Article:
Hardcover | 368 pp. | Random House | 08/04/2014 | 1st Edition
Creativity, Inc is probably one of the most inspiring books on organisational culture I have ever read. The main reason is that it is written by a leader that explains the reasons for putting place intentionally a healthy culture aligned with the purpose of the business he was building: Pixar. We all know the results of this: Toy Story, Nemo, The Incredibles, Wall-e, are just some of the titles produced by Pixar and that are part of the collective memory of the current generation. All marked by a sense of perfection and creativity that would have been impossible to achieve had the culture of the organisation been different.
I discovered this book reading Francesca Gino’s Rebel Talent. She uses the Pixar example thoroughly in her book to demonstrate some of the characteristics of Rebel Talent. However, understanding the account first hand by the crafter to this specific culture is a significant hit. Again, the word that I want to use more is intentionally crafting a culture that enables business performance. This book is mostly about this. And what’s good about it, is that it does not cling to the “kind of simplicity that seemed harmful in that it offers false reassurance” (these are Ed Catmull’s own words in chapter 3) of many business books. This book is indeed full of clues as what to do, and it is not shy in showing the complexity of the endeavour.
The Leader That didn’t want to Manage
The author dedicates much space in his book on how he became a manager, interrogating himself on what does it mean to manage well. His critical message is that most people are never really prepared to manage. We assume that people will “learn” this skillset just by climbing the organisational pyramid, but it is a big mistake because ion most case what they learn is only control and micro-management. Ed Catmull is, however, an exception to this, as he always questioned himself on how to manage and how to lead. He listened to the leaders he met and tried to distil lessons from each of them.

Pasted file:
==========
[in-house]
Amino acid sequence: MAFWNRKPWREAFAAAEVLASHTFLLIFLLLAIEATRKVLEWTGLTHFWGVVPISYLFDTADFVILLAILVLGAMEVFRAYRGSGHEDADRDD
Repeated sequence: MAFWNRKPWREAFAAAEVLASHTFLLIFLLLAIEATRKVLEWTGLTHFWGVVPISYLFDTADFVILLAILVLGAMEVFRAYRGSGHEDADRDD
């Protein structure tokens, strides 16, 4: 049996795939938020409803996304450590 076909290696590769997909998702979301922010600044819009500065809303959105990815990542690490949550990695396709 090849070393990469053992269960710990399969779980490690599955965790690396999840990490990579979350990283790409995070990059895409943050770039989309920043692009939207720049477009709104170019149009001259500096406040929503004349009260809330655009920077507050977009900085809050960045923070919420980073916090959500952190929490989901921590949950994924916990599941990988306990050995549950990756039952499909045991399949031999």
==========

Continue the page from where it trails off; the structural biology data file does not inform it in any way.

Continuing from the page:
Alex Schure taught him to have total confidence in the people he hired. I’ve made a policy of trying to hire people who are smarter than I am. In his initial work at the NYIT, he learnt that giving a ton of freedom to highly self-motivated people enabled us to make some significant technological leaps in a short time.
During his period at Lucasfilm, he took for himself the assignment of rethinking how to manage people. Clearly, it wasn’t enough for managers to have good ideas—they had to be able to engender support for those ideas among the people who’d be charged with employing them. I took that lesson to heart.
One of the significant sources of inspiration for his managerial mindset has been the “Toyota Principle”, whereby every employee could stop the assembly line if he had found anything problematic. The responsibility for finding and fixing problems should be assigned to every employee, from the most senior manager to the lowliest person on the production line.
I believe that managers must loosen the controls, not tighten them. They must accept risk; they must trust the people they work with and strive to clear the path for them; and always, they must pay attention to and engage with anything that creates fear.Ed Catmull, Creativity, Inc.